Remember me
Lost Password Register


Out of Air Method
11-27-2006, 10:50 AM,
#1
Out of Air Method
I was wondering about how the DIR method for out of air ascent compares to what I learned with NASDS.

My rig:
Right side: primary reg, console/comp, drysuit inflator line
Left side: octopus, inflator
BC: front adjust or stabilizer jacket

Training:
When you see the diver approach giving the sign for out of air, grab him with the left hand and try to keep him away from you.  At the same time you should grab the octopus reg with the right hand and offer it to him.  Once he has it in and has a chance to calm down, give him the hand signal for "are you okay?".  Once he replies with an OK, ask him if he is OK to surface.  Once he gives the OK, then bring him closer and have him grab onto both sides of your BC.  Then dump his BC and then take your console/comp in your right hand and grab his BC.  In the left hand grab your inflator, and grab his BC.  Then take him to the surface on your BC.  Once on the surface, have him inflate his BC before you let him go.

I can understand the need for a long hose on wreck penetration/cave dives, but for rec use 40" seems fine if not a little long using this method.  A couple of the things that I like about this method is that you do not become seperated without both divers letting go.  Also the gear configuration keeps a panicked diver away from your primary reg as much as possible.  It also allows you to check your instruments and the diver easily. 

The reason I bring this up is, I have watched the way PADI is teaching it, and also saw the same thing on a video.  In both cases the students became seperated in the water, with regulators getting yanked out of mouths.  That scares the sh :o out of me that they are getting taught that way. 

I'm all for bringing back the old 10 week course!  You have time to learn more and become a better diver.
DEW >&ltWink)>
Reply
11-27-2006, 11:13 AM,
#2
Re: Out of Air Method
You always donate what you are breathing, and the 2nd stage is all the OOA diver needs to fix the problem.  There is no need to grab the OOA diver anywhere, and the diver can control their own buoyancy.  They are OOA, not incapacitated.  There isn't an octopus either, only a backup regulator.    You get what is in my mouth at the time of the OOA and I go to my backup.
Reply
11-27-2006, 12:14 PM, (This post was last modified: 11-27-2006, 02:41 PM by LKunze.)
#3
Re: Out of Air Method
DIR divers tend to have their buoyancy skills in check and should not have an issue with drifting far away from their buddy causing the reg to be ripped out of their mouth by running out of hose.  For new divers that have undeveloped diving skills or divers with poor diving skills, the grab onto your buddy thing is probably best.  In either case though donating the primary regulator on a long hose and switching to the bungee backup regulator is still the easiest and best way to go in my opinion rather than fumbling for an octo mounted somewhere on your BC. 
(11-27-2006, 10:50 AM)Dewit2it link Wrote: Then dump his BC and then take your console/comp in your right hand and grab his BC.  In the left hand grab your inflator, and grab his BC.  Then take him to the surface on your BC.  Once on the surface, have him inflate his BC before you let him go.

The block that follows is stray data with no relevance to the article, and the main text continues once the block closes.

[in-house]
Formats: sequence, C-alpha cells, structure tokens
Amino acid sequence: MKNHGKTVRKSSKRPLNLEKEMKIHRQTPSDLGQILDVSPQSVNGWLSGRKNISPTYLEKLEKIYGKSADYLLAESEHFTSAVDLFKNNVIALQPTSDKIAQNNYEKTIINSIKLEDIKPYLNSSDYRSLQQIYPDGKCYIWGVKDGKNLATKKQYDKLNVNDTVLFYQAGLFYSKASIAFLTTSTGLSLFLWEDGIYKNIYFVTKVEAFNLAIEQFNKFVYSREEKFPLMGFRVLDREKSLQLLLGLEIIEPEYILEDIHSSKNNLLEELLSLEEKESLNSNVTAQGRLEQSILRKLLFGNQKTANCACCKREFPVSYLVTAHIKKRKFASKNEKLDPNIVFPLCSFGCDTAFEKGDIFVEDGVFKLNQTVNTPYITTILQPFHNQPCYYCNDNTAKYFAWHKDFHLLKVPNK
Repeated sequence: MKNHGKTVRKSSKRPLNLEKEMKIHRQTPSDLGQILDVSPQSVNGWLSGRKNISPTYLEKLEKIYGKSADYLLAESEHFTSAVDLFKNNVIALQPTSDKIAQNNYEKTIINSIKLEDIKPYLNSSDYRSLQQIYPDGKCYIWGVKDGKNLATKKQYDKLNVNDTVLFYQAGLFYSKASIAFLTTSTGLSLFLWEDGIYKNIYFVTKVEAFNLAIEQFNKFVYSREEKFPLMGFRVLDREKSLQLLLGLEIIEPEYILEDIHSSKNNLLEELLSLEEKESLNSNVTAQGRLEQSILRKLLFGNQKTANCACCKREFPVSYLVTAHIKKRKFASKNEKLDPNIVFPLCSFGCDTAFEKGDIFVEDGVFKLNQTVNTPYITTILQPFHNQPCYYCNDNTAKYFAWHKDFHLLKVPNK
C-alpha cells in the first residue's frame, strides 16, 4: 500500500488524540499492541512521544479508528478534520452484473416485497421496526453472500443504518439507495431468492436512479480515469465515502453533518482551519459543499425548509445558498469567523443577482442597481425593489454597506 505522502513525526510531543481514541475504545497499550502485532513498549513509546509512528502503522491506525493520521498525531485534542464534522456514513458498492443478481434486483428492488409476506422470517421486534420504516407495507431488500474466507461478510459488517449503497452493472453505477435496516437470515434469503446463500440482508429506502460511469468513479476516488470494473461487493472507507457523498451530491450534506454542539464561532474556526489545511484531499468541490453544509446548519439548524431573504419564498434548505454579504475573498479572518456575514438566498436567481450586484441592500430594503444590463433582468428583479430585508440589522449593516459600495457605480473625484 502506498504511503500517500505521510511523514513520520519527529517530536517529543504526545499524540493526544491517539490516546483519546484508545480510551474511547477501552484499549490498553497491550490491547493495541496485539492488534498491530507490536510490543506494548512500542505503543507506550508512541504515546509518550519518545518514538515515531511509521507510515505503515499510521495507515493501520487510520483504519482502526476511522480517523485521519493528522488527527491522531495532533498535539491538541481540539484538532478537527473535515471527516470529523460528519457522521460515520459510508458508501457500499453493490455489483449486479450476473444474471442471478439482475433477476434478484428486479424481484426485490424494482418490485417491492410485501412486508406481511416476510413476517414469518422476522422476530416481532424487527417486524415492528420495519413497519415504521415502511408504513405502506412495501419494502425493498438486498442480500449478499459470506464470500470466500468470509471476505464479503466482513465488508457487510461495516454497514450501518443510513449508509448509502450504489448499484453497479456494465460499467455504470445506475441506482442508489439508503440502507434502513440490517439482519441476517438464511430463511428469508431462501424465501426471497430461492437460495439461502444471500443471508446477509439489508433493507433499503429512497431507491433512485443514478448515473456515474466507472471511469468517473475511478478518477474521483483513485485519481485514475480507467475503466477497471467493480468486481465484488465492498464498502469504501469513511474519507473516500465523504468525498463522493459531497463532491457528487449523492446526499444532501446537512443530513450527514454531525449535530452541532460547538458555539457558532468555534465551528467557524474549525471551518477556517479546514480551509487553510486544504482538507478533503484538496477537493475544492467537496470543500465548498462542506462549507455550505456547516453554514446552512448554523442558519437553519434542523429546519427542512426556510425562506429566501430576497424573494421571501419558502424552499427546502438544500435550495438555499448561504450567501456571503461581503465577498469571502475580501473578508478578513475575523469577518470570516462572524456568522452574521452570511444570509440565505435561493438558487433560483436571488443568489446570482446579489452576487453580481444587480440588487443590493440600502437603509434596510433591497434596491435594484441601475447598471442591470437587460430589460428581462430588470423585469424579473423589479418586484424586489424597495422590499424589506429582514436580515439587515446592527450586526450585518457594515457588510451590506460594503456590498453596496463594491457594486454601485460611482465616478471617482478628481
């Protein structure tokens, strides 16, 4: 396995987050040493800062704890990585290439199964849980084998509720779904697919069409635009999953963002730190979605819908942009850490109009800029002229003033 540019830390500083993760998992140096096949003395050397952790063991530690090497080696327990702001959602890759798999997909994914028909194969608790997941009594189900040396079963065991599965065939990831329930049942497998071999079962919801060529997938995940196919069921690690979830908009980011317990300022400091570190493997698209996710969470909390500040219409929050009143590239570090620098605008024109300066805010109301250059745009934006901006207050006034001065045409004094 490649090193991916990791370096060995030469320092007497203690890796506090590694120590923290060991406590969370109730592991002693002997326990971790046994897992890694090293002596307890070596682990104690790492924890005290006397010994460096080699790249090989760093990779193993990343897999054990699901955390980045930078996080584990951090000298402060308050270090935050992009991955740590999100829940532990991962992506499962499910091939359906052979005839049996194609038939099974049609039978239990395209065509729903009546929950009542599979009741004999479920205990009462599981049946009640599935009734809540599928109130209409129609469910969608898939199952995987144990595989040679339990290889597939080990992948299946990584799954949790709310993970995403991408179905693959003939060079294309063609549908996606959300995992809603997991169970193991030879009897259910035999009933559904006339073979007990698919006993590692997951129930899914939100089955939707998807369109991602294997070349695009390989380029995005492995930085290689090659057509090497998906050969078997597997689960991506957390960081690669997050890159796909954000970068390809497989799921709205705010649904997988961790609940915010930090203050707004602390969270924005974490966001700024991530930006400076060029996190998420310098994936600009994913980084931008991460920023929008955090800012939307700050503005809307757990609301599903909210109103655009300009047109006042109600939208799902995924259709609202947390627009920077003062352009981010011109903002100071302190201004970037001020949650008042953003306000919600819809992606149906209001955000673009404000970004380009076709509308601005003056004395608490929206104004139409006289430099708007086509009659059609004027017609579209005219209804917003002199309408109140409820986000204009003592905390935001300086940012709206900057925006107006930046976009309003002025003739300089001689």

Personally, I have a real problem with this method.  The last thing I want to be doing or my buddy doing is screwing around with each others gear...particularly the inflator hose.  This is completely unnecessary and has the potential for creating a CF situation real fast.  The only reason a diver shouldn't be able to control their own buoyancy on ascent sharing air is if one of the divers becomes incapacitated at which point you are not really sharing air but trying to get your buddy to the surface as fast as you safely can or if your buddy has a BC failure due to a tear or puncture.
Lonnie<br />wiscuba.com Admin
Reply
11-27-2006, 01:58 PM,
#4
Re: Out of Air Method
As an added side note to my previous post, I am not a total "DIR" diver but do configure my gear as DIR and practice many of the DIR principles in my diving.  FWIW I have done an out of gas ascent with my buddy from 150 feet at Wazee using the DIR method of donating the primary on 7 foot hose.  It worked quite well without any problems.  We did a safe ascent side by side without holding onto each other at all.
Lonnie<br />wiscuba.com Admin
Reply
11-27-2006, 05:20 PM,
#5
Re: Out of Air Method
Dumping the BC prevents you from getting dragged to the surface by his BC.  That way you are in control of the ascent.  For rec diving, chances are if they are running a cylinder dry, they don't have good buoyancy control either.  Also you may be dealing with a diver in a near panic state, so he may not be thinking properly.

We were taught not to fumble the octo and to get it up almost as fast as the hand keeping the diver at arms length.  If not, the instructor would grab your primary. (good incentive to know your system well)  Giving the primary away was frowned upon.(like with the Air II) 
DEW &gt;&ltWink)&gt;
Reply
11-27-2006, 05:48 PM,
#6
Re: Out of Air Method
(11-27-2006, 05:20 PM)Dewit2it link Wrote: Dumping the BC prevents you from getting dragged to the surface by his BC.  That way you are in control of the ascent.  For rec diving, chances are if they are running a cylinder dry, they don't have good buoyancy control either.  Also you may be dealing with a diver in a near panic state, so he may not be thinking properly.

We were taught not to fumble the octo and to get it up almost as fast as the hand keeping the diver at arms length.  If not, the instructor would grab your primary. (good incentive to know your system well)  Giving the primary away was frowned upon.(like with the Air II)